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Stars are aligned for Asian bond markets

Publication Date : 31-07-2012


We have seen a significant rally in Asian bond markets in July, with bond fundamentals very positive, supported by strong foreign inflows, dovish central banks and sanguine bond supply conditions.

Bond yields are now very low in developed markets, where front-end yields are negative (or near zero) in several European bond markets, such as Germany, Finland, the Netherlands and Austria.

This negative yield environment is prompting a renewed surge in foreign bond inflows into Asian bond markets. In addition, as we have stated on several occasions, since the start of this year real money accounts have been underweight on Asian bonds versus being selectively overweight on Latin American and Eastern European bond markets.

Investors previously preferred Eastern European bond markets, such as Poland, Hungary, South Africa, Turkey and Russia, because they offered higher yields than Asian bond markets, such as Malaysia and Thailand. Meanwhile they preferred Brazilian bond markets, which have been cutting rates aggressively. This has been the trend from around September 2011 to around June this year.

Feedback from investors in June was that they were overweight on cash going into the Greek election and EU Summit, as a defensive play. However, both events resulted in a risk-on rally, which spurred investors to cover some of their underweight positions in EM (emerging market) assets, particularly Asian bonds. For example, foreigners bought US$592 million worth of Indonesian bonds in the first three weeks of July (compared with cumulative inflows of just $162 million in H1).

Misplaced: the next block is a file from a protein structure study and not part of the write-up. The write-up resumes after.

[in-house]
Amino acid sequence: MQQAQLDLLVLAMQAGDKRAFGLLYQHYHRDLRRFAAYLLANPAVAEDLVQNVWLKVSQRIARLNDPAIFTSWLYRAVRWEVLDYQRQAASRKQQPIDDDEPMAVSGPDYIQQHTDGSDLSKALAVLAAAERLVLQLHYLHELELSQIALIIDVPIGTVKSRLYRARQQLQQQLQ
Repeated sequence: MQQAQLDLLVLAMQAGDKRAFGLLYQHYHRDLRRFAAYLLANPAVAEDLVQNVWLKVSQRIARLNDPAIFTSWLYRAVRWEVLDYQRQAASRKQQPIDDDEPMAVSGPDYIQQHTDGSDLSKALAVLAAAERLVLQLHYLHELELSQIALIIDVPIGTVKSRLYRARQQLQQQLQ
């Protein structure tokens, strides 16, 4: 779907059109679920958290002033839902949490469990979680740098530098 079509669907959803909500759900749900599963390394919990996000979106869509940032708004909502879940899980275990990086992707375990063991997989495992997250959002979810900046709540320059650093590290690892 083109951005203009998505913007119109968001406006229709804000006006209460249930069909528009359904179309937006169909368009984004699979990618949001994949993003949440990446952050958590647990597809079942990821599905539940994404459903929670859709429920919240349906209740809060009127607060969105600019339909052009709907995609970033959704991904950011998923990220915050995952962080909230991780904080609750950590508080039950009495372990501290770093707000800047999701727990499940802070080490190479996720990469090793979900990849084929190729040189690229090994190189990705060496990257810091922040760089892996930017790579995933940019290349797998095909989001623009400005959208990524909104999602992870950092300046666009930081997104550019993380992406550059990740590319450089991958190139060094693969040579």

Anecdotally, we have also seen inflows to the South Korean, Malaysia and Thai bond markets in July. Going forward, we expect developed market (DM) bond yields to remain low in the coming months, which should sustain the gradual asset allocation shift from DM into EM bond markets in the search for yield.

Besides increased dovishness from major central banks, such as the ECB, BoE and BoJ, Asian central banks have also become more dovish over the past month, with the People's Bank of China (PBoC), Bank of Korea (BoK) and Bangko Sentral ng Pilipinas (BSP) cutting their policy rates. Going forward, we expect the PBoC (-25bps), BoK (-25bps) and Reserve Bank of India (-25bps) to cut rates further this year.

We expect other central banks in Asia, such as the Bank of Thailand, Bank Negara Malaysia and Bank Indonesia to remain on hold this year, although risk is skewed towards them becoming more dovish if the European debt crisis deteriorates in the second half of 2012. Given this relatively dovish backdrop for Asian central banks across the region, local investors are also extending duration and adding bond inventory.

Bond supply conditions in Asia are also very conducive, as governments are generally ahead of the run rate in terms of bond financing. So given the combination of a pick-up in foreign inflows, dovish central banks and sanguine supply conditions, we are generally constructive on Asian bond markets in the coming month.

Danny Suwanapruti is a senior rates strategist for Standard Chartered Bank, based in Singapore.


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